(voice-over): With so many other islands hit by Irma and then Maria, the people of Dominica, whose needs are great, hope they don't get forgotten.


HOLMES: And the prime minister told us, Chris and Alisyn, that he's heading off today, in fact in the next hour or two, to New York to the U.N. G.A. to try to make an appeal for international help here. They do need everything.

Aid is going to start to come in, in the next few days. We've seen aid workers here, as well, trying to assess the damage. The problem is getting around, distribution and getting particularly to some of those villages that we flew over there that just look in terrible shape -- Chris.

CUOMO: Michael Holmes, thank you very much. Stay safe there, as well. Hurricane Maria still a powerful Category 3 storm bearing down on Turks and Caicos. CNN meteorologist Chad Myers has the latest forecast. What do you see?

CHAD MYERS, CNN METEOROLOGIST: I see it in the Atlantic for most of the rest of its life. Let's just hope for that.

Now St. Croix picked up a couple showers overnight. So did Puerto Rico. Not devastating in any way, but you know, those -- both of those islands are in such bad shape, along with Vieques, as well. But the storm is moving away. I think we get much better weather for the cleanup there.

There is the storm over the next 24 to 36 hours. After that, it moves to north and to the northeast, at least slightly. Right there, there's a minor wiggle to the left. Why? Because the European model takes it left at least briefly. So the Hurricane Center put that forecast right through the middle.

Now after that, out to sea. Maybe to Atlantic Canada with the Euro, but that's days and days and days away -- Alisyn. CAMEROTA: OK, Chad. Thank you very much for tracking it for us.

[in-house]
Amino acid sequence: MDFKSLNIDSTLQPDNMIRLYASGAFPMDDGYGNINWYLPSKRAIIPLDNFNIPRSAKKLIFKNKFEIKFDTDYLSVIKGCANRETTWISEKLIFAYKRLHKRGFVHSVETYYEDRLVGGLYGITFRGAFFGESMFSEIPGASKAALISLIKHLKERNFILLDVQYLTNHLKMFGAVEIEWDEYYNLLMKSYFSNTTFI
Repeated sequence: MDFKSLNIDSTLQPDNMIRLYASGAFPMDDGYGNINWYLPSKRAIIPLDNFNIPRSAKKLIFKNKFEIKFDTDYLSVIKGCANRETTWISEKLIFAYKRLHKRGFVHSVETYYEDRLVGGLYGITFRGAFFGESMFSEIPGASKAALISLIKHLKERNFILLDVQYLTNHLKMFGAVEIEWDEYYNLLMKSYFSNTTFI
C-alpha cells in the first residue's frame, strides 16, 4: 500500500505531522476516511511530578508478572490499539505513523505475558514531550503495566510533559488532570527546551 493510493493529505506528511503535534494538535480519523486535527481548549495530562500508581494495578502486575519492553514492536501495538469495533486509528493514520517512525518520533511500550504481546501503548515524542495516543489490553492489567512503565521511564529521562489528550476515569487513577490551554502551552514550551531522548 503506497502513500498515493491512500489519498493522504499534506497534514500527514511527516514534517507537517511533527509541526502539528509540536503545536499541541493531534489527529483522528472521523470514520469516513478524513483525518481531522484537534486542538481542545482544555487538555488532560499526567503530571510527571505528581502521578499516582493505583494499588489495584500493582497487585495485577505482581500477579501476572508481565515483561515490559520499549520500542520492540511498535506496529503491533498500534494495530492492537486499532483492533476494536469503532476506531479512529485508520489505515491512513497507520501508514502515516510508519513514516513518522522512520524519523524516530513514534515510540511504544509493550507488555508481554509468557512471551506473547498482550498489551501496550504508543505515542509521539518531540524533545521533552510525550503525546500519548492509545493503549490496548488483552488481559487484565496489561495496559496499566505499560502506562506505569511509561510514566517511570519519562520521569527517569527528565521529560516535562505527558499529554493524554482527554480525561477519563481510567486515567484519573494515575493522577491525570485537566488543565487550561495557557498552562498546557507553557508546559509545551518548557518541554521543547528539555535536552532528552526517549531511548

Now, to Mexico. Rescue crews are still digging through the rubble. They're trying to find more earthquake survivors, but the death toll continues to rise.

CNN's Rosa Flores is live in Mexico City with the search that continues to go on. Rosa, what's the latest?

ROSA FLORES, CNN CORRESPONDENT: Well, Alisyn, overnight a serious complication to an already dangerous and very delicate search-and- rescue operation. Rain pummeled over Mexico City and the metro area. And that added weight to already collapsed buildings, to very fragile buildings, and it triggered the stop of the rescue operations in the building that you see behind me.

But this is not the only building in Mexico City where, presumably, people are trapped.


FLORES (voice-over): Search-and-rescue teams frantically combing through collapsed buildings, desperate for signs of life amid the mangled rebar and blocks of concrete. Mexico's president telling the public that authorities believe there are still people buried alive. Emergency officials using high-tech cameras and rescue dogs, hoping it isn't too late.

These workers build a makeshift ladder to reach the top of the rubble before calling for silence to listen for any survivors. These scenes playing out across Mexico City and surrounding towns as thousands work together removing buckets of debris and pieces of wood, one piece at a time. A painstaking task done carefully to avoid a further collapse.